Unity School District v. Vaughn Associates, Inc. et al

Filing 55

ORDER granting in part and denying in part 46 Motion for Summary Judgment. It is granted as to Count IV (Consumer Protection Act), but denied as to Count I (Professional Negligence), Count II (Breach of Contract), and Count III (Negligent Misrepresentation). So Ordered by Judge Steven J. McAuliffe.(lat)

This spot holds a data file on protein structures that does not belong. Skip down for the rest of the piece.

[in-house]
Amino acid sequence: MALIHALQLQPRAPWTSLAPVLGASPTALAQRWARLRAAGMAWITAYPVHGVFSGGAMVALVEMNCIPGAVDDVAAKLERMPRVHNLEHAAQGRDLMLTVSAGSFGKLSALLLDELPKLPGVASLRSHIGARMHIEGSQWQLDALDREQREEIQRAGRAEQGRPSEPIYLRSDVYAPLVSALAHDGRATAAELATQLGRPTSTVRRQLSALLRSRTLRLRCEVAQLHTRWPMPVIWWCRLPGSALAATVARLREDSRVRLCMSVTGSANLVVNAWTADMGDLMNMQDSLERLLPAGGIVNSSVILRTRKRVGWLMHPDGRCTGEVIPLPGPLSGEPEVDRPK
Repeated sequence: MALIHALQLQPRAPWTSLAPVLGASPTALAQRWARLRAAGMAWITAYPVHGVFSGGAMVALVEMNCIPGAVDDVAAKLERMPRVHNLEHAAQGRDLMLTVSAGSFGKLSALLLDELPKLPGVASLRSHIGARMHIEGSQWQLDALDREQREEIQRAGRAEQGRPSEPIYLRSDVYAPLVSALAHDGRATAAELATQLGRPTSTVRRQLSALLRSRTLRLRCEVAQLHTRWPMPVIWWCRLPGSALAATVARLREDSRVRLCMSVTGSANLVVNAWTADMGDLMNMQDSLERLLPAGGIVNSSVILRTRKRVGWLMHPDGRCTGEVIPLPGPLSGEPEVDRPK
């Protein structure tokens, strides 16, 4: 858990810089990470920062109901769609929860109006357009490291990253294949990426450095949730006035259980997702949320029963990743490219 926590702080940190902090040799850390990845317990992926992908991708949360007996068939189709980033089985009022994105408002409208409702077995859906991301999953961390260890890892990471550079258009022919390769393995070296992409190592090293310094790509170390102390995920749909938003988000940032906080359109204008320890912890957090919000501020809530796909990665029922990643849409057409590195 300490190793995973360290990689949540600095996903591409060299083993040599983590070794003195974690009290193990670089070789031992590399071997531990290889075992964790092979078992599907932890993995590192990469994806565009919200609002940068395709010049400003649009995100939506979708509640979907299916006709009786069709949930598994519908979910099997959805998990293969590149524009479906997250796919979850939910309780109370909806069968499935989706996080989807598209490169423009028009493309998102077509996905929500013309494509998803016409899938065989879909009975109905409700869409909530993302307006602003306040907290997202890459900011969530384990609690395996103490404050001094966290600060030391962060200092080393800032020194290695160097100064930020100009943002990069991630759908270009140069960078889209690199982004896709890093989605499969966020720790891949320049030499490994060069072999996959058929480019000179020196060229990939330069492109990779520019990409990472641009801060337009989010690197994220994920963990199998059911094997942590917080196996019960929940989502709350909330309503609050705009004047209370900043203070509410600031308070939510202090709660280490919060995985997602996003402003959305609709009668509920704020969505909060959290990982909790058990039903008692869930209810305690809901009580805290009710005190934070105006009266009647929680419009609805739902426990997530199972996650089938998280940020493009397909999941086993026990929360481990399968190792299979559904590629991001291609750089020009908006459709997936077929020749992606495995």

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UNITED STATES DISTRICT COURT DISTRICT OF NEW HAMPSHIRE Unity School District, Plaintiff v. Case No. 15-cv-155-SM Opinion No. 2017 DNH 013 Vaughn Associates, Inc., and Scott Vaughn, Defendants v. Excel Mechanical, Inc., and Superior Walls of Hudson Valley, Inc., Third-Party Defendants O R D E R In 2010, the Unity School District entered into two contracts with defendants, Vaughn Associates and Scott Vaughn (collectively, “Vaughn”), to design and oversee construction of a new elementary school in Unity, New Hampshire. What was originally supposed to be a $4.7 million project ballooned into one exceeding $9 million. The contracts between the parties were terminated in early 2014, and the School District eventually brought this action. The District advances four claims: professional negligence (i.e., architectural malpractice); breach of contract; negligent misrepresentation; and unfair and deceptive trade practices in violation of New Hampshire’s Consumer Protection Act. Pending before the court is Vaughn’s motion for summary judgment on all claims. The School District objects. For the reasons discussed, Vaughn’s motion is granted in part, and denied in part. Standard of Review When ruling on a motion for summary judgment, the court must “constru[e] the record in the light most favorable to the non-moving party and resolv[e] all reasonable inferences in that party=s favor.” Pierce v. Cotuit Fire Dist., 741 F.3d 295, 301 (1st Cir. 2014). Summary judgment is appropriate when the record reveals Ano genuine dispute as to any material fact and the movant is entitled to judgment as a matter of law.@ Civ. P. 56(a). Fed. R. In this context, “[a]n issue is ‘genuine’ if it can be resolved in favor of either party, and a fact is ‘material’ if it has the potential of affecting the outcome of the case.” Xiaoyan Tang v. Citizens Bank, N.A., 821 F.3d 206, 215 (1st Cir. 2016) (citations and internal punctuation omitted). Nevertheless, if the non-moving party=s “evidence is merely colorable, or is not significantly probative,” no genuine dispute as to a material fact has been proved, and “summary   2 judgment may be granted.” Anderson v. Liberty Lobby, Inc., 477 U.S. 242, 249-50 (1986) (citations omitted). In other words, “[a]s to issues on which the party opposing summary judgment would bear the burden of proof at trial, that party may not simply rely on the absence of evidence but, rather, must point to definite and competent evidence showing the existence of a genuine issue of material fact.” Perez v. Lorraine Enterprises, Inc., 769 F.3d 23, 29–30 (1st Cir. 2014). The key, then, to defeating a properly supported motion for summary judgment is the non-movant=s ability to support his or her claims concerning disputed material facts with evidence that conflicts with that proffered by the moving party. generally Fed. R. Civ. P. 56(c). See It naturally follows that while a reviewing court must take into account all properly documented facts, it may ignore a party’s bald assertions, speculation, and unsupported conclusions. See Serapion v. Martinez, 119 F.3d 982, 987 (1st Cir. 1997). See also Scott v. Harris, 550 U.S. 372, 380 (2007) (“When opposing parties tell two different stories, one of which is blatantly contradicted by the record, so that no reasonable jury could believe it, a court should not adopt that version of the facts for purposes of ruling on a motion for summary judgment.”).   3 Background In 2009-10, the School District faced a difficult decision, with serious financial consequences. It had to either renovate an existing elementary school that no longer complied with state building codes, fire safety codes, and educational requirements, or construct an entirely new school. In August of 2010, Scott Vaughn, a local architect, presented a proposal to a special meeting of the School District. He assured the District that he could both design and construct a 28,500 square foot elementary school in ten months, for less than $4.7 million. See Minutes of August 23 School District Meeting (document no. 48-9); Vaughn PowerPoint Presentation (August 23, 2010) (document no. 46-10). Relying upon those representations, district voters approved a special warrant article authorizing the District to raise and appropriate the necessary tax revenue to cover the $4.7 million cost. Three weeks later, the District retained the defendants, Scott Vaughn and Vaughn Associates, to act as both project architect and construction manager. The “Architectural Services Contract” between the parties provided that, “[a]s approved on 23 August 2010, the maximum budget for the total project cost is 4.7 million.” Architectural Services Contract (document no. 48-10) at section 1.1.7. Under the contract’s terms, construction was to begin in   4 April of 2011, and be completed by May of 2012. 1.2. Id. at section But, construction did not begin until approximately eight months later than anticipated. The project encountered numerous delays from the start, including two stop-work orders issued by the State Fire Marshal (due to defendants’ failure to timely provide copies of constructions plans). By June of 2011, the final building design had been amended to include an additional 6,500 square feet (for a total of approximately 35,000 square feet), along with other substantive modifications to the original design. Nevertheless, Vaughn continued to tell the District that, “[b]ased upon meetings with vendors and contractors it appears that the construction cost target for the total Project of $4,700,000 is achievable.” Unity Elementary School - Progress Report from Vaughn Associates (Aug. 15, 2011) (document no. 48-16) at 3. Eventually, due to the numerous delays in completing the project, the District had to send its elementary students to Claremont for the 2013-2014 school year. And, because the building was still not enclosed by January of 2013, it sustained damage from exposure to the elements. Similar problems were encountered the following winter when, in December of 2013, the building was not properly heated. foundation, pipes, and drains. Damage was sustained to the Apparently, the District had to   5 enlist volunteers from the town to properly secure the building against further damage. See, e.g., Exhibit Y to Plaintiff’s Memorandum, Minutes of Unity School Board of Education (January 14, 2014) (document no. 48-28), at 2. In January of 2014, after construction had slowed significantly and costs had risen substantially, Vaughn Associates resigned as construction manager and terminated its architectural services contract with the District. The School District then hired Trumball-Nelson to act as the new construction project manager and, soon thereafter, the District retained Banwell Architects to provide architectural and design services necessary to complete the project. The project was not finished until two years after the original contract completion date, and the total project cost nearly doubled, to $9.18 million. This litigation ensued. Discussion The thrust of Vaughn’s argument in support of summary judgment is that the School District cannot prove that it sustained any damages as a proximate result of Vaughn’s alleged misfeasance. In short, says Vaughn, “the fact that the New School ultimately cost $9.165 million to construct . . . does not indicate that the [School District] paid more than it   6 reasonably should have to construct the New School or that [Vaughn] was negligent in estimating the cost of a 34,827 s.f. school building.” 13. Defendants’ Memorandum (document no. 46-1) at Moreover, says Vaughn (without pointing to record support), the District “approved all of the design changes which increased the costs of the New School.” Id. Consequently, Vaughn claims the District has suffered no cognizable harm. See, e.g., Defendants’ Memorandum at 15 (“[T]he fact that the total cost of the New School falls within the range identified by [the District’s] own expert indicates that the [District] did not suffer any pecuniary loss as a result of any alleged conduct by [Vaughn] because the Project was completed for a reasonable cost.”) (emphasis supplied). In other words, Vaughn argues that the District got roughly what it paid for: a $9.165 million elementary school that even the District’s own expert believes would cost about $8.094 million to construct (Vaughn apparently dismisses the $1.071 million discrepancy between the actual costs of construction and plaintiff’s expert assessment of what the as-built school should have reasonably cost). Vaughn’s argument, of course, ignores the fact that it repeatedly assured the District that the school could be constructed for approximately half its final actual cost making representations that induced the voters to approve a $4.7   7 million bond and prompted the District to enter into the two contracts with Vaughn (and caused the District to abandon plans to renovate the existing elementary school). And, although it claims the District “approved all of the design changes which increased the cost of the New School,” Defendants’ Memorandum at 13, Vaughn has pointed to only a single change order executed by the District that purportedly increased the cost of completing the project, id. at 7.1 Other so-called “approvals” by the School District to design changes appear to have been accompanied by assurances from Vaughn that the original maximum budget of $4.7 million would not be affected. See, e.g., Vaughn Associates School Progress Report (Aug. 15, 2011) (document no. 48-16) at 3 (noting substantial changes to the original plan, but representing that “the construction cost target for the total Project of $4,700,000.00 is achievable.”); Vaughn Associates                                                              Plaintiffs deny that the “change order” cited by Vaughn (augmenting the contract with Osgood Construction from approximately $600,000 to $1.7 million) caused an increase in the project’s $4.7 million budget. Pointing to Defendants’ Answers to Interrogatories, the District notes that “this change order was always contemplated as part of the total project and was already included in the $4.7 million budget.” Plaintiff’s Memorandum at 13 n.2. See also Exhibit Q to Plaintiff’s Memorandum, Defendants’ Answers to Interrogatories (document no. 48-20) (“At all times the original value of Osgood’s work was $1,719,850.”). At a minimum, the effect on the budget of that change order would seem to be genuinely disputed. 1   8 School Progress Report (Dec. 14, 2011) (document no. 48-12) at 4 (noting the addition of approximately $50,000 in costs and 5,000 square feet to the original design, but representing that Vaughn would absorb those costs and that “the net effect of the decision to absorb this expense is to convert [Vaughn’s contract] from a percentage contract to a fixed price services agreement.”); Id. at 6 (noting that, despite unanticipated additional costs associated with site work, “the money we saved on steel subsidized the site work and maintained the budget for the School) (emphasis supplied). So, even as late as August of 2011, with plans for a 35,000 square foot building and the need for additional site work, Vaughn was still representing to the District that the project would be completed for $4.7 million and in time for the 2012-2013 academic year. Id., at 10-11. In light of the foregoing, it should come as no surprise that, after Vaughn left the project, the District was disappointed to learn that the final cost to complete the school would exceed $9 million. I. Professional Negligence. In order to prevail on its negligence/malpractice claim, the District must demonstrate that it had a professional relationship with Vaughn; that Vaughn breached its duty to   9 exercise reasonable professional care, skill, and knowledge in providing architectural services; and that Vaughn’s breach of the requisite standard of care proximately caused harm to the District. See generally Yager v. Clauson, 169 N.H. 1, 5 (2016). See also Kellogg v. Pizza Oven, Inc., 157 Colo. 295, 298-99, 402 P.2d 633, 635 (1965) (“An architect who substantially underestimates, through lack of skill and care, the cost of a proposed structure, which representation is relied upon by the employer in entering in the contract and proceeding with construction, may not only forfeit his right to compensation, but may become liable to his employer for damages.”) (citations omitted). And, as the New Hampshire Superior Court has recognized: While conceptually difficult to explain, New Hampshire courts have also recognized that independent, extracontractual duties of care exist in actions alleging professional negligence. See Schaefer v. Indymac Mrtg. Servs., 731 F.3d 98, 104 n.5 (1st Cir. 2013) (noting that New Hampshire recognizes an exception applying to “malpractice-like claims based on the breach of extra-contractual duties arising from the qualifications of licensed professionals”). This principle is commonly referred to as the professional negligence exception to the economic loss doctrine. Sherman v. John Brown Ins. Agency, 38 F. Supp. 3d 658, 663 (W.D. Pa. 2014). The New Hampshire Supreme Court has held that legal malpractice cases may implicate both tort and breach of contract claims where the tort claim is based on breach of a professional standard of care. Wong v. Ekberg, 148 N.H. 369, 375 (2002). Similarly, architects and contractors have extracontractual duties to design and construct in accordance with their respective professional   10 standards of care. See Bruzga v. PMR Architects, P.C., 141 N.H. 756, 759 (1997) (recognizing that “architects and contractors have a duty to design and construct safe structures”); Blanchard Pointe Condo. Owners Ass'n v. Bowers Landing of Merrimack Dev. Grp., Merrimack County Superior Ct., No. 217-2010-CV-5003 (Jan. 13, 2011) (Order, McNamara, J.) (imposing an actionable duty of care on an architect because architects as professionals owe extra-contractual duties to those whom the architect may reasonably foresee suffering damages as a result of the architect’s negligent design). Penta Corp. v. Town of Newport, 2015 WL 11182532 at *6 (N.H. Super. Nov. 20, 2015). In support of its claim that Vaughn breached various professional duties owed to it, the District says (with support from its expert) that Vaughn neglected to monitor and manage changes to the design proposal and neglected to keep costs below the well-established maximum budget of $4.7 million. According to the District, had Vaughn carried out its obligations in a professional manner, it would have apprised the District of incremental cost increases, thereby allowing the District to make informed decisions about how best to control those costs. Instead, says the District, Vaughn not only failed to keep it informed, but repeatedly assured it that, despite substantial changes and unforeseen expenses, the school could and would be constructed within the $4.7 million budget.   11 Additionally, says the District, numerous designs that Vaughn presented to it were deficient and failed to meet applicable educational and safety regulations - regulatory requirements about which any licensed architect (particularly one holding himself out as capable of designing an elementary school) should have been fully aware. By way of example, Vaughn’s initial plans did not comply with the State Department of Education’s minimum requirements for classroom size. And, substantial delays were caused by Vaughn’s failure to provide code-compliant plans to the State Fire Marshal in a timely way (which resulted in two separate “stop work” orders issued by the Fire Marshal). See generally Letter of State Fire Marshal (June 5, 2012) (document no. 48-21) (“On December 14, 2011, I was told by Scott Vaughn, the project architect, that plans would be submitted by the end of the December. until early March 2012. No plans were submitted The plans that were submitted were for [only] footings and foundation. These plans were reviewed and architectural plans were again requested. As of today, I still have not received any architectural plans. . . . If the plans are not received at the State Fire Marshal’s Office by June 18, 2012, I will issue a stop work order for the Unity School project.”). See also Stop Work Order (June 20, 2012) (document no. 48-26); Second Stop Work Order (July 12, 2013) (document no. 48-27); Fire Marshal Response to Request for Variance, Allowing   12 Existing Elementary School to Remain Open (July 3, 2012) (“The project delays that have brought this request about solely rest with the architect of record responsible for providing code compliant plans and coordination of construction in accordance with the adopted building and fire codes.”). And, of course, delays associated with remedying those design defects added to the project’s costs. But, according to the School District’s expert, all of those issues could have been avoided if Vaughn had simply consulted with the appropriate agencies (to ensure that the building plans met all applicable state and federal standards) prior to beginning construction. Before starting construction, it is a requirement of the State to send your school plans to the State Fire Marshal, State Department of Health (for the kitchen) and the State Department of Education for review and approval. Opinion. It does not appear as though Vaughn set up any review meetings and he did not get State Fire Marshal approval before they started construction. There were several major codes issues on standard code requirements items for any commercial project including: fire rated stair design, code compliant egresses, and ADA compliance. Many of the code violations that were in Vaughn’s designs were avoidable violations. An architect must be and should be familiar with these code requirements as architects have to deal with them on a regular basis for most projects and it’s part of their license.   13 Expert Report of Ingrid Moulton Nichols, AIA, Exhibit P to Plaintiff’s Memorandum (document no. 48-19), at 9. For its part, Vaughn asserts that it is entitled to summary judgment on the District’s negligence claim because “there is no genuine issue of material fact that [Vaughn’s] conduct did not cause the [School District] damages.” 11. Defendants’ Memorandum at The court disagrees. While the full extent of recoverable damages incurred may be complicated to prove, if the facts are as they appear to be (based upon the District’s submissions), then, at minimum, Vaughn’s alleged negligence and concomitant delays in completing the school would likely entitle the School District to recover some or all of the professional fees it paid to Vaughn - fees that totaled more than $420,000. The District would also likely be able to recover costs associated with bringing Vaughn’s (allegedly) negligently-designed plans into compliance with all state and federal building, educational, health, and fire codes. Finally, as Vaughn seems to concede, the District’s expert has opined that the cost to construct the as-built elementary school should have totaled around $8.1 million. And yet, it cost more than $9.1 million to construct - additional costs the District ascribes to Vaughn’s negligent design, its failure to take into   14 account applicable building, fire, and educational codes, and its negligent management of the construction. On this record, Vaughn’s contention that the District suffered no cognizable damage as a result of its alleged negligence is unsupported. Vaughn has failed to demonstrate that there are no genuinely disputed issues of material fact, nor has it shown that it is entitled to judgment as a matter of law. Accordingly, defendants’ motion for summary judgment on Count I (“Professional Negligence”) is denied. II. Negligent Misrepresentation. For largely the same reasons, defendants’ motion for summary judgment on Count III (“Negligent Misrepresentation”) is also denied. Vaughn has failed to demonstrate that, as a matter of law, the Unity School District cannot prevail on its claim that Vaughn (repeatedly) negligently misrepresented that the elementary school could be constructed for no more than $4.7 million. For example, the District’s expert has opined that a reasonable estimate for a typical 28,000 square foot elementary school is at least $2 million more than Vaughn’s promised budget of $4.7 million - a representation upon which taxpayers of the District relied when they approved the bond in August of 2010, and upon which the District relied in executing the design and   15 construction management contracts (and when it decided not to pursue a plan to renovate the existing elementary school). Moreover, even after the original plan was expanded to encompass approximately 35,000 square feet, Vaughn continued to represent that the school could still be constructed within the original budget, see Vaughn Report (December 14, 2011) (document no. 4812), while plaintiff’s expert has opined that a reasonable architect would or should know that such a school would cost in excess of $8 million to construct, see Expert Report of Ingrid Moulton Nichols, AIA, at 5-6. Because Vaughn has not responded with expert evidence of its own, the figures and opinions of the District’s expert are, at least at this juncture, unrebutted. And, those opinions certainly suggest that, at a minimum, Vaughn was negligent in repeatedly representing that the school - with all necessary modifications to the original design - could still be constructed within the original budget of $4.1 million. III. Breach of Contract. In support of its breach of contract claim, the District alleges (again, with support from its expert) that Vaughn breached one or more of the following contractual obligations:   16 1. Vaughn’s obligation to contact all governmental authorities necessary to obtain required approvals of the construction plans, and respond to applicable design requirements imposed by those governmental authorities (Architectural Services Contract, § 3.1.5); 2. Vaughn’s obligation to notify the District of any adjustments to the cost of construction and secure its approval to any such adjustments (Architectural Services Contract, § 3.3.3); 3. Vaughn’s obligation to prepare change orders and construction change directives for the District’s approval should any adjustments to the Contract Sum ($4.7 million) become necessary (Architectural Services Contract, §; and 4. Vaughn’s obligation to notify the District (and make appropriate recommendations) any time the architect’s estimate of the cost to complete the project exceeds the established budget (Architectural Services Contract, at § 6.5). Additionally, the School District asserts that Vaughn breached its contractual obligation to “perform its services consistent with the professional skill and care ordinarily provided by architects practicing in the same or similar locality, under the same or similar circumstances,” Architectural Services Contract, at § 2.2 - essentially the same claim it advances in its negligence count. In response, Vaughn generally denies that it breached any of its contractual obligations. And, as it did with respect to the District’s negligence claims, it again asserts that the   17 District cannot demonstrate that it suffered any damages. See Defendants’ Memorandum at 15 (“[T]he [Unity School District] cannot show that it suffered damages arising out of the Agreement because, even its own expert concludes that the New School as it was actually built could not have been constructed for less than approximately $8.1 million.”). Again, however, Vaughn seems to ignore the fact that the school, as actually constructed, cost the District approximately $9.18 million. Standing alone, that discrepancy suggests that the District may have paid more than $1 million too much for the school as actually constructed. On this record, the court cannot conclude that Vaughn is, as a matter of law, entitled to judgment on the School District’s breach of contract claims. Accordingly, its motion for summary judgment on Count II is denied. IV. Unfair Trade Practices. Finally, Vaughn moves for summary judgment as to the District’s claim that its conduct violated New Hampshire’s consumer protection statute, N.H. Rev. Stat. Ann. (“RSA”) ch. 358-A. New Hampshire’s Consumer Protection Act makes it “unlawful for any person to use any unfair method of competition or any unfair or deceptive act or practice in the conduct of any   18 trade or commerce within the state.” RSA 358–A:2. The Act prohibits seventeen enumerated business practices, see RSA 358– A:2, I–XVII, as well as any other unfair or deceptive practices that “attain a level of rascality that would raise an eyebrow of someone inured to the rough and tumble of the world of commerce.” Barrows v. Boles, 141 N.H. 382, 390 (1996) (citations omitted). Here, although the District does not identify conduct on Vaughn’s part that ran afoul of any of the statute’s specifically prohibited practices, it alleges that Vaughn’s conduct generally “rises to the level of rascality [from] which the Consumer Protection Act is intended to protect consumers.” Defendants’ Memorandum at 22. The court disagrees. In support of its view that Vaughn’s conduct was sufficiently egregious to be properly viewed as reaching an actionable level of rascality, the District says: This is not an ordinary breach of contract claim. This is not a case where the District is in the business of contracting for the construction of buildings[.] [T]his is a case where the District trusted the Defendants’ purported expertise and was lured into contracts with the Defendants to complete the new school. Particularly once the old school was demolished, the District was in a precarious position to keep funding the new school to complete it, something the Defendants were well aware of and took advantage of by seeking more funds to keep the project going. Just as the [New Hampshire Supreme] Court concluded in Milford, “it would be harmful for commerce in New Hampshire to allow such unethical and   19 unscrupulous activity to occur.” The Defendants’ conduct also caused “substantial injury” to the District, comprised of tax payers in a poor community who were faced with funding a $9 million project that should have only cost $4.7 million. The facts demonstrate, therefore, that the Defendants’ conduct does violate the CPA. Plaintiff’s Memorandum, at 23 (citations omitted). Contrary to the District’s position, however, this appears to be a fairly typical case involving a construction project gone awry. To be sure, there is evidence in the record to support the District’s negligence and breach of contract claims. But, as the District acknowledges, the New Hampshire Supreme Court has made clear that, “[a]n ordinary breach of contract claim does not present an occasion for the remedies under the Consumer Protection Act.” Barrows, 141 N.H. at 390. And, the District has not pointed to evidence in the record from which a reasonable jury might plausibly conclude that Vaughn sought to defraud the District or that its conduct was sufficiently egregious to warrant the conclusion that it rose to an actionable level of “rascality.” For example, the School District has not pointed to any evidence suggesting that Vaughn knew the school could not be completed for $4.7 million when it made its original proposal, or that it somehow leveraged the District’s “precarious position” to extract from it additional fees. Instead, the record (as it presently stands) paints a   20 picture of a well-intentioned architect/construction manager that got involved in a project that was beyond its capabilities, negligently failed to incorporate state-mandated elements into its design of the school, and neglected to respond to state officials in a timely manner - all of which undoubtedly caused or contributed to substantial delays and sizeable cost increases. But, mere negligence, breach of contract, or even professional incompetence - at least in this context - does not rise to a “level of rascality that would raise an eyebrow of someone inured to the rough and tumble of the world of commerce.” Barrows, 141 N.H. at 390. See also Orion Seafood Int'l, Inc. v. Supreme Grp. B.V., No. 11-CV-562-SM, 2012 WL 3765172, at *5 (D.N.H. Aug. 29, 2012); Wentworth-Douglass Hosp. v. Young & Novis Prof'l Ass'n, No. 10-CV-120-SM, 2012 WL 1081172, at *4-5 (D.N.H. Mar. 30, 2012). Conclusion For the foregoing reasons, Defendants’ Motion for Summary Judgment (document no. 46) is granted in part and denied in part. It is granted as to Count IV (Consumer Protection Act), but denied as to Count I (Professional Negligence), Count II (Breach of Contract), and Count III (Negligent Misrepresentation).   21 SO ORDERED. ____________________________ Steven J. McAuliffe United States District Judge January 20, 2017 cc: George T. Dilworth, Esq. Keriann Roman, Esq. Demetrio F. Aspiras, III, Esq. Kenneth B. Walton, Esq. Lindsey D. Smith, Esq. Andrew B. Livernois, Esq.    22